As the financial industry turns its attention to preparing for the move to T+1 for US equities, firms are focusing on automating post-trade processes, an area that has traditionally received lesser focus than front office operational investment. In fact, according to a recent LinkedIn poll hosted by DTCC, the greatest number of respondents (43%) voted institutional “allocations and affirmations” as the process area that would require the greatest transformation to achieve the proposed settlement cycle timeframe.
Related: Experts Discuss the Impact of Accelerating to T+1 on Institutional Trade Flows
The Securities & Exchange Commission (SEC) put a spotlight on the importance of institutional post-trade processing in the proposed rules issued on 9 February to shorten the settlement cycle to T+1 for securities transactions. The proposed rules will require institutional trades to be allocated, confirmed, and affirmed as soon as technologically practicable, and no later than end of trade date. During the SEC’s Open Hearing on the same date, the need to accelerate these activities was reinforced, receiving unanimous support from the Commissioners.
To efficiently clear and settle transactions, investment managers allocate block trades to underlying client accounts and instruct those details to the executing broker. Once the allocation process has been completed, the broker confirms each trade by providing a detailed record of a transaction, including what was traded, the date of the trade, the cost and the net value which is then affirmed by the investment manager or designated custodian or prime broker. By successfully completing these activities on trade date, matched and agreed transactions are submitted into the settlement process in time to meet the accelerated T+1 settlement timeframes.
At the hearing, Chair Gensler highlighted the importance of “affirmations, confirmations and allocations taking place as soon as technically practicable to ensure that settlement happens the next day”. Currently, most allocations occur post-market close, and the affirmation deadline is set at 11:30 AM ET on T+1. To make T+1 settlement a reality, the industry has proposed an affirmation cut-off of 9:00 PM ET on trade date, or T+0, enabling firms to achieve same day affirmation (SDA). The SEC also proposed multiple rule changes impacting broker dealers, registered investment advisors and central matching service providers to improve institutional straight through processing with the objective of achieving same day affirmation as a key enabler to T+1 settlement.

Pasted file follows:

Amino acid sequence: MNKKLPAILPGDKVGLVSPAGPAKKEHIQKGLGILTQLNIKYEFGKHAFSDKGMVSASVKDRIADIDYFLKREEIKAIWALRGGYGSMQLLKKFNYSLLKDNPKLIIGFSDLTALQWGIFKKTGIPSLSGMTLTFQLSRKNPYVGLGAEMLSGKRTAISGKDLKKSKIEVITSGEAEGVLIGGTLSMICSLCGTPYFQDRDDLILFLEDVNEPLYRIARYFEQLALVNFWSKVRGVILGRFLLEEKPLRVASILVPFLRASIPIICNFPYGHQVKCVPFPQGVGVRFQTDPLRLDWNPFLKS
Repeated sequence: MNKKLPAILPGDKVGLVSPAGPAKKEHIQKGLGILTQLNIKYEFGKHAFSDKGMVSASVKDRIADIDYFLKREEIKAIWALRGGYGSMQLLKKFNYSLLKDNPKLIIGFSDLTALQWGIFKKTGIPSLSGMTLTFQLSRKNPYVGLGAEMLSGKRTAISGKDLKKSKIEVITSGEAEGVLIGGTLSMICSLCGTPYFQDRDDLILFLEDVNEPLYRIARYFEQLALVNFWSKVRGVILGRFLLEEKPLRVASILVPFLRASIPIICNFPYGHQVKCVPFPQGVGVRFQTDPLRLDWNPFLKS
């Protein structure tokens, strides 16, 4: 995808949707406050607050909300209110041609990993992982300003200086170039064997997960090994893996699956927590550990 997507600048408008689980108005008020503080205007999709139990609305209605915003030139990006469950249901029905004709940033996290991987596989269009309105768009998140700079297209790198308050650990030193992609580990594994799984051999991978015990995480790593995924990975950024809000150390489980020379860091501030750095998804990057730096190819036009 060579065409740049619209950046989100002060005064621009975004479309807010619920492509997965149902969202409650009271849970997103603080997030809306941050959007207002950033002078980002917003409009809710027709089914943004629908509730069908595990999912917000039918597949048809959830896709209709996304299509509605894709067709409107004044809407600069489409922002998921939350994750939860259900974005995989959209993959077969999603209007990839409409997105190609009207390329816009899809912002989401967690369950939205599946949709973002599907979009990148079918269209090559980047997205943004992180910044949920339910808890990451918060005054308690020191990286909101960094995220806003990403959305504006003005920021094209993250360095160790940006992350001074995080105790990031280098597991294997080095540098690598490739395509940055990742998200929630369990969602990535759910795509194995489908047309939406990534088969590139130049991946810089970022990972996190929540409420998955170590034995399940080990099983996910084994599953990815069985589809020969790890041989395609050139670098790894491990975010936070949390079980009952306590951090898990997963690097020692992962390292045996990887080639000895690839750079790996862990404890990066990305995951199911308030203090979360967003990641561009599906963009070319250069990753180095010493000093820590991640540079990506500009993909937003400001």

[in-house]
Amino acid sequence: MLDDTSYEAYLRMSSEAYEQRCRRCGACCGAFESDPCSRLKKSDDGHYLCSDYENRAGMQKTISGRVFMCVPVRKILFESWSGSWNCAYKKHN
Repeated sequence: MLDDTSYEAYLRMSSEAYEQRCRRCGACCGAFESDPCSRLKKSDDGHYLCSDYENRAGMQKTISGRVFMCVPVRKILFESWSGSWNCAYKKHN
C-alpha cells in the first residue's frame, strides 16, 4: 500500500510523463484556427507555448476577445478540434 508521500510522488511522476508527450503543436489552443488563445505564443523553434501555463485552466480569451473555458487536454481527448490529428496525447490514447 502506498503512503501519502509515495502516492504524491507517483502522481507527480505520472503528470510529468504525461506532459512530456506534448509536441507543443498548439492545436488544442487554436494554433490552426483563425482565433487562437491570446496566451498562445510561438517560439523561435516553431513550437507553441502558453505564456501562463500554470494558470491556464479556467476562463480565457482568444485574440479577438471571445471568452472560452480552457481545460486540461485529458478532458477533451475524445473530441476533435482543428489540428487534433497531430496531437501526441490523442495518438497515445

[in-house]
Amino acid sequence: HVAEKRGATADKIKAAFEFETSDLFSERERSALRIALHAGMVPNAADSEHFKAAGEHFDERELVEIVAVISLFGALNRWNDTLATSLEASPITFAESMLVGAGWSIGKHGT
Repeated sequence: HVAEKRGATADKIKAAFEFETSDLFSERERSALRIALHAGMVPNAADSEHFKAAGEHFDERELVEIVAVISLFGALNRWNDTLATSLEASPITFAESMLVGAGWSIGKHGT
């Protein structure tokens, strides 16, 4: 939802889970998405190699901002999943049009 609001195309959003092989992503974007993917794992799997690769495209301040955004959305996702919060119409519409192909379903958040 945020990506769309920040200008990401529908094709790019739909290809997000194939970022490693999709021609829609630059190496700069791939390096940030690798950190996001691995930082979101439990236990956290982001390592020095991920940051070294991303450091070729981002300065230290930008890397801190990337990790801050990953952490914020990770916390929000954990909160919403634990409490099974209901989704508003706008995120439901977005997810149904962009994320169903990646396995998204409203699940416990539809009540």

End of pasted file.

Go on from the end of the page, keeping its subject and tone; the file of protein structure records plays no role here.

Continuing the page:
The good news for market participants is that automated solutions to help market participants achieve SDA currently exist. Simply switching from manual to automated processes for allocation, confirmation, and central matching significantly reduces the number of post-trade exceptions and costly reconciliation efforts. Trade affirmation and instruction for settlement can be fully automated when a centrally matched trade between an investment manager and executing broker occurs, eliminating the need for either party to take further action. According to Accelerating the U.S. Securities Settlement Cycle to T+1, a white paper by SIFMA, ICI and DTCC, firms using this optimized workflow are achieving a near 100% affirmation rate by 9 PM on trade date, demonstrating the tangible benefit of adopting automated post-trade solutions.
For many years, automating the allocation, confirmation and affirmation processes have been viewed as best practice but were not universally adopted. The market volatility of the past two years, created by the pandemic, meme stocks and world events, re-confirmed the importance of central trade matching and straight through processing. Now with the proposed move to T+1 in the US, post-trade automation is once again being thrust into the spotlight. As SEC Director of the division of trading and markets, Haoxiang Zhu referenced, “the Commission and market participants have long identified inefficiencies in the processing of institutional trades as the source of operational risks and a potential impediment to shortening the settlement cycle.”
This article was originally published in Global Custodian on May 11.